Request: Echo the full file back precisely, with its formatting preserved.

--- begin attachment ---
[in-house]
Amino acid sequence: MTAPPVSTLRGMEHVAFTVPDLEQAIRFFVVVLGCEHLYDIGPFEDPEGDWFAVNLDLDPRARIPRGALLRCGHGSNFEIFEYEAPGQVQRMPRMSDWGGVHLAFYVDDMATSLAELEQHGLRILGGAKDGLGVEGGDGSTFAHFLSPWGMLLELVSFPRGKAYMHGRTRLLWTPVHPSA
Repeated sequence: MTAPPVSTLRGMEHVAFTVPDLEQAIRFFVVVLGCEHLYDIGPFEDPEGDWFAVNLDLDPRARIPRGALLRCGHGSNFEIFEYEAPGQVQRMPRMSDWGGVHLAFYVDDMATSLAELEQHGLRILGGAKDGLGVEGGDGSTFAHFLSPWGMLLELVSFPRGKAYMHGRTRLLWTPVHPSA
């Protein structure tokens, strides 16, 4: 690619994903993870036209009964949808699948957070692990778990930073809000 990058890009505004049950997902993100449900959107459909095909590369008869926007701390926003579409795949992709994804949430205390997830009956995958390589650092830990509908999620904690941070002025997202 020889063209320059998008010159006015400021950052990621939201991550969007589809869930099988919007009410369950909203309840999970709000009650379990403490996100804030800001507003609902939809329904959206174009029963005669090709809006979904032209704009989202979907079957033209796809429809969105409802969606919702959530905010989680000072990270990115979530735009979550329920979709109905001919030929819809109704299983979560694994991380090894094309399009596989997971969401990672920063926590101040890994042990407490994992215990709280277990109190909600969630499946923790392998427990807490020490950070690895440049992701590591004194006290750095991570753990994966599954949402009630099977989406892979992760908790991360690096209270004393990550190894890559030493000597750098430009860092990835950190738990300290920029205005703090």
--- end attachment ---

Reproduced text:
[in-house]
Amino acid sequence: MTAPPVSTLRGMEHVAFTVPDLEQAIRFFVVVLGCEHLYDIGPFEDPEGDWFAVNLDLDPRARIPRGALLRCGHGSNFEIFEYEAPGQVQRMPRMSDWGGVHLAFYVDDMATSLAELEQHGLRILGGAKDGLGVEGGDGSTFAHFLSPWGMLLELVSFPRGKAYMHGRTRLLWTPVHPSA
Repeated sequence: MTAPPVSTLRGMEHVAFTVPDLEQAIRFFVVVLGCEHLYDIGPFEDPEGDWFAVNLDLDPRARIPRGALLRCGHGSNFEIFEYEAPGQVQRMPRMSDWGGVHLAFYVDDMATSLAELEQHGLRILGGAKDGLGVEGGDGSTFAHFLSPWGMLLELVSFPRGKAYMHGRTRLLWTPVHPSA
């Protein structure tokens, strides 16, 4: 690619994903993870036209009964949808699948957070692990778990930073809000 990058890009505004049950997902993100449900959107459909095909590369008869926007701390926003579409795949992709994804949430205390997830009956995958390589650092830990509908999620904690941070002025997202 020889063209320059998008010159006015400021950052990621939201991550969007589809869930099988919007009410369950909203309840999970709000009650379990403490996100804030800001507003609902939809329904959206174009029963005669090709809006979904032209704009989202979907079957033209796809429809969105409802969606919702959530905010989680000072990270990115979530735009979550329920979709109905001919030929819809109704299983979560694994991380090894094309399009596989997971969401990672920063926590101040890994042990407490994992215990709280277990109190909600969630499946923790392998427990807490020490950070690895440049992701590591004194006290750095991570753990994966599954949402009630099977989406892979992760908790991360690096209270004393990550190894890559030493000597750098430009860092990835950190738990300290920029205005703090």